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A nice mix of history and fiction. You do get some biography of Casanova and then you get the interview/conversation with him. Do get a look at him that is not like a textbook but sitting at a coffeeshop with him. Do get the information in a new way.
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Short but tantalising up-close-and-personal with one of history's most intriguing figures.

There are biographies of almost any historical person you can imagine. The usual form would be a chronological look at their lives, from birth to death, with a look at their influence on their own world and that of future generations.

This biography takes a different and rather novel approach. As well as a look at Casanova's life in the traditional way, the author 'interviews' his subject, asking questions to an imagined interviewee about his life and loves, giving him a voice and bringing the biographical details more vividly to mind (one example - the use of condoms surprised me).

With a passionate introduction from Dita Von Teese that sets out the tone of the book (that Casanova was much more than just a talented lover), the book succeeds in opening up his life and character, making him more than a description. Casanova did not merely sleep with many women, he "claimed that he sincerely fell in love with every woman he had ever known, even if it were just for one night." He is shown as more human, more likeable. More honourable. It was good to see the attitude that "the idea of rape nauseated him. He liked to be sure that his partners enjoyed themselves." He even talks about his experiences (mostly polite one) with homosexuality.

The world of his time is also expanded upon, the travels he undertook for a living taking him around Europe and the author notes the differences between cities, their cultures and attitudes.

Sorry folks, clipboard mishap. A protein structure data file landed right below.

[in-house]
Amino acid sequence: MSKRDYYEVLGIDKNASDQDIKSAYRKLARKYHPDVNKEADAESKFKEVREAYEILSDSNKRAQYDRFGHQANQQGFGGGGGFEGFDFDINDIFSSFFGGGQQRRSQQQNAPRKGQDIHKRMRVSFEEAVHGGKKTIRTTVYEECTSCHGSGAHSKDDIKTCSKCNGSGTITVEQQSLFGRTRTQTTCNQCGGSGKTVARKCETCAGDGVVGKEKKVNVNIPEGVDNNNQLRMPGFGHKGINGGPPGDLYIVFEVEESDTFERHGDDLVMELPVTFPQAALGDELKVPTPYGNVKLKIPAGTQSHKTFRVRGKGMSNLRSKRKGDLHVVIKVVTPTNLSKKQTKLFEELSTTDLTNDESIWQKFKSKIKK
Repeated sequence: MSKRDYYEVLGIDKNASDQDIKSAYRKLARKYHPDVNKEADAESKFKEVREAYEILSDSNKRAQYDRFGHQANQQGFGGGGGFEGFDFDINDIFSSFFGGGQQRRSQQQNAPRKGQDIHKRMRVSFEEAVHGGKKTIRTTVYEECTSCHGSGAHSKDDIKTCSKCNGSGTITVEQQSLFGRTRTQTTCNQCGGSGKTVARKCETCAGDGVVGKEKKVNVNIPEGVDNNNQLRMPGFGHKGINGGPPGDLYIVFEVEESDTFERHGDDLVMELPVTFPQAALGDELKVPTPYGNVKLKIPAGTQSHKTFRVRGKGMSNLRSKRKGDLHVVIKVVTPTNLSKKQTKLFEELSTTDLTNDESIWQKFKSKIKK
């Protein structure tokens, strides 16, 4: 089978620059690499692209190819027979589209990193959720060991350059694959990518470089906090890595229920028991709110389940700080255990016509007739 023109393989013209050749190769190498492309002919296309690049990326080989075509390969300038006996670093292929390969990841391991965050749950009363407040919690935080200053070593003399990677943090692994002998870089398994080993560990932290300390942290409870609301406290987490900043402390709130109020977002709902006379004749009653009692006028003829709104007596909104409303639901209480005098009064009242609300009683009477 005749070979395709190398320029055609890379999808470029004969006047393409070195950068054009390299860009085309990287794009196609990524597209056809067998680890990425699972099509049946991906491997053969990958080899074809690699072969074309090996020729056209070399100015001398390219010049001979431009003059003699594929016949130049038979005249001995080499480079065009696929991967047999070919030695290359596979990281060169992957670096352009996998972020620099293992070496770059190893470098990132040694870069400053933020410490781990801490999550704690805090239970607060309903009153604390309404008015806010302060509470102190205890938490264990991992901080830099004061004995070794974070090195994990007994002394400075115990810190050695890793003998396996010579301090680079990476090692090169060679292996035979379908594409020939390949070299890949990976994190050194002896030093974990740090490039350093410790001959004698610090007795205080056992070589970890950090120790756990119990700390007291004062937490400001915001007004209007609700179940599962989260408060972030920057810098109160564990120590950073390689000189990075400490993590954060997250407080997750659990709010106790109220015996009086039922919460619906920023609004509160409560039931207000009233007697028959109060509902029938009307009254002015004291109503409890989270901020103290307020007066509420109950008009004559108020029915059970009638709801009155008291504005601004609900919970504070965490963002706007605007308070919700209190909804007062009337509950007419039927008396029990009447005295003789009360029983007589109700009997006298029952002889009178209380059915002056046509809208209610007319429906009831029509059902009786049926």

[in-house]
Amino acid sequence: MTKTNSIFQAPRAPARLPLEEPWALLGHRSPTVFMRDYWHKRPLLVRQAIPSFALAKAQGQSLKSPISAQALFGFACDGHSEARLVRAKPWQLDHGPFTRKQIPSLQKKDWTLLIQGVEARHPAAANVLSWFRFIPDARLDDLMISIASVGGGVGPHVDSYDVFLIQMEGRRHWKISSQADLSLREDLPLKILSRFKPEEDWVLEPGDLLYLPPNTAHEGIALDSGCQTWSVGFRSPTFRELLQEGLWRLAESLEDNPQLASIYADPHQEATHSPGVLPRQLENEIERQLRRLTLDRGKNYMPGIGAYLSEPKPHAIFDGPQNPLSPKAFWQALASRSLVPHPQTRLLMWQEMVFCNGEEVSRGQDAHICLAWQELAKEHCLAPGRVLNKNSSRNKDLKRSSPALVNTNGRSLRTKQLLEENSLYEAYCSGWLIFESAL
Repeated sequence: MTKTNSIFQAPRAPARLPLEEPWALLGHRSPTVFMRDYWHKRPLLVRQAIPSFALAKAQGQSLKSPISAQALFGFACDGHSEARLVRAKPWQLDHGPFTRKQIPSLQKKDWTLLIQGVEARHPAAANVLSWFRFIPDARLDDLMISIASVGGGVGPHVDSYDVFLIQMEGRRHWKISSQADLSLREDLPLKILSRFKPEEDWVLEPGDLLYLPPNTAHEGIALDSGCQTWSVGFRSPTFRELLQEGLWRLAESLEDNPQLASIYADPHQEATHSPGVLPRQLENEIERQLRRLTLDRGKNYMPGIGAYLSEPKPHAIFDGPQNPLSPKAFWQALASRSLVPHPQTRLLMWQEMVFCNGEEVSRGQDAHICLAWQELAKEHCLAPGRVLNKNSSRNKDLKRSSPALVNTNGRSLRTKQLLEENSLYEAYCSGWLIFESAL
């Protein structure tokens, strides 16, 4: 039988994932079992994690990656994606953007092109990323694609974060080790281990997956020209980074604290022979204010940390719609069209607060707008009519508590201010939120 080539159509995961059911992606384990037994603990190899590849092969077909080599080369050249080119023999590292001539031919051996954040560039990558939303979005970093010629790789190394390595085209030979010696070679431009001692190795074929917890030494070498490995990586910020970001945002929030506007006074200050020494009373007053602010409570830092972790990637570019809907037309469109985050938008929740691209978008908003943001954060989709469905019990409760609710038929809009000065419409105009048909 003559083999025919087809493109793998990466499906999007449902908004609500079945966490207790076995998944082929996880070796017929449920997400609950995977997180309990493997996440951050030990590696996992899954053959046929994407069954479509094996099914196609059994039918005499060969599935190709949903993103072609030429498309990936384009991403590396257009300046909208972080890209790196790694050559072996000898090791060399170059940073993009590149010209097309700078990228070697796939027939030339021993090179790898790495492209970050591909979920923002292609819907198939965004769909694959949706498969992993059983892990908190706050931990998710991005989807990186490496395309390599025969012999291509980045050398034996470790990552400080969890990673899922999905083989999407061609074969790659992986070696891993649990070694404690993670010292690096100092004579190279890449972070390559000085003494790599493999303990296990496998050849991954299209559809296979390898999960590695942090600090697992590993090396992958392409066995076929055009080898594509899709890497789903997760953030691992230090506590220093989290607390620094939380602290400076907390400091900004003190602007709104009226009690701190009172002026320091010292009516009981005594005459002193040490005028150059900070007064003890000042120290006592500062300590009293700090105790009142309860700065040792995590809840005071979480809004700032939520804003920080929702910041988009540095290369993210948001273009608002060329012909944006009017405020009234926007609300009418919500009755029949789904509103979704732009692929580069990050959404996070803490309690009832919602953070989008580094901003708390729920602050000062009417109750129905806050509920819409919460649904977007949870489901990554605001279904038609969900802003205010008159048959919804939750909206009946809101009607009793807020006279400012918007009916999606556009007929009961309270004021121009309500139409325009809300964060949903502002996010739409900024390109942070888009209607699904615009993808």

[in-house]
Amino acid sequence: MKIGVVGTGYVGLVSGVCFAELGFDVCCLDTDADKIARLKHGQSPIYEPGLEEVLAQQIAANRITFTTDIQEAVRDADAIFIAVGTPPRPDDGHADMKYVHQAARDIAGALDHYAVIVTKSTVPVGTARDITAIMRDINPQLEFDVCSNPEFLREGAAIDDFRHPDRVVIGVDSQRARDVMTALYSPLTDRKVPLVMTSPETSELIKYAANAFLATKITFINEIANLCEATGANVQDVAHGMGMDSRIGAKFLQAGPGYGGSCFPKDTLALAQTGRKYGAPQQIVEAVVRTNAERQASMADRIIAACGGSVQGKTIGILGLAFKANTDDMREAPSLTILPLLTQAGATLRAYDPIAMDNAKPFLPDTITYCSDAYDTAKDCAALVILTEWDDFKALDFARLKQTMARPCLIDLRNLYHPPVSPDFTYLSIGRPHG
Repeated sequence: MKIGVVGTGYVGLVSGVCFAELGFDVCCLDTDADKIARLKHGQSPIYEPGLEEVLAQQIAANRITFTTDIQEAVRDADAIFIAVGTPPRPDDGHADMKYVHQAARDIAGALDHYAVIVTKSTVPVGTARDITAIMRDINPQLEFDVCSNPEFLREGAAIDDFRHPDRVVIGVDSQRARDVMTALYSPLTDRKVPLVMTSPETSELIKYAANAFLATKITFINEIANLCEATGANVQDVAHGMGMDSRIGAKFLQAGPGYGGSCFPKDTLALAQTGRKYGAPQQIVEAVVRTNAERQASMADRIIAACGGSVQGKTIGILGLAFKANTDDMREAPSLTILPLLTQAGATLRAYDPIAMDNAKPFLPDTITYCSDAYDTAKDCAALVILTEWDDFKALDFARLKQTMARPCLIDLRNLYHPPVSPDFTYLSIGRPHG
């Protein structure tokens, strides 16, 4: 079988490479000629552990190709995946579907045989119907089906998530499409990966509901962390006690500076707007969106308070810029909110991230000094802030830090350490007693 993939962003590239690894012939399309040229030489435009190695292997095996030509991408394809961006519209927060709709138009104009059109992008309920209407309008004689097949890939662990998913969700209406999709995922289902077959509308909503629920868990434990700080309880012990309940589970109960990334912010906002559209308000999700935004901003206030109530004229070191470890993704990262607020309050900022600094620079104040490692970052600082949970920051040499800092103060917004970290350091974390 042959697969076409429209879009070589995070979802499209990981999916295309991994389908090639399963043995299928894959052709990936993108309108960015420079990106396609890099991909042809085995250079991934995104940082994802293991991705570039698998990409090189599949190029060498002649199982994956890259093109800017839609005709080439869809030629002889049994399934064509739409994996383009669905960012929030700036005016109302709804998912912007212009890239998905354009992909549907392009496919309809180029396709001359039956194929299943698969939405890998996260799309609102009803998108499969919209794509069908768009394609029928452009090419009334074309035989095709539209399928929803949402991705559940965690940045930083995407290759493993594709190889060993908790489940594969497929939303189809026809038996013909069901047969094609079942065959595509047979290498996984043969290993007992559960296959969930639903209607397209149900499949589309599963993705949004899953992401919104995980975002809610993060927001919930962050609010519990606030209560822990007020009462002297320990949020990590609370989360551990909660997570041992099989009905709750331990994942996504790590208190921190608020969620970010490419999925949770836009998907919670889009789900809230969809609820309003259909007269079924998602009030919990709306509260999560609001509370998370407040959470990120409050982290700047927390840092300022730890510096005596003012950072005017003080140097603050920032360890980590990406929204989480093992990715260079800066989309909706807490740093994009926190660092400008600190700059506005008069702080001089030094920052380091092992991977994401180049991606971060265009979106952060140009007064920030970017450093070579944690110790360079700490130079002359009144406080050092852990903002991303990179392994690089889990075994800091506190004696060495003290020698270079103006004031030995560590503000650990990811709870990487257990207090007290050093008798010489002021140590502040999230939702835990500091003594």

And in the answering of his interviewer's questions, it did feel as though the man of the biography really was just continuing the story, and with a lot of genuine honesty: "there's certainly a sense in which I have been all my life, a highly successful parasite." This follows on well from what has been described, and the reader will not fail to agree to some degree.

The format was a striking one, and made the details much easier to take in, with the kind of questions you might yourself want to ask of the man. There were also further biographical sources at the end for those interested.

All I knew of Casanova before this came from the BBC/David Tennant miniseries, and it was good to recall names from that being discussed here. Both were sympathetic and gave a full account of a full and most enthralling life.

With thanks to Netgalley for the sample reading copy.
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Fascinating read, one you can pick up and read a little bit at a time and come back to, I love books like this. Intelligent, interesting and entertaining 

Thanks to netgalley and the publisher for a free copy for an honest opinion
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What a fascinating idea. I was delighted to be chosen to receive a copy of this and whizzed through it. Particularly enjoyed his reflections on Paris and England.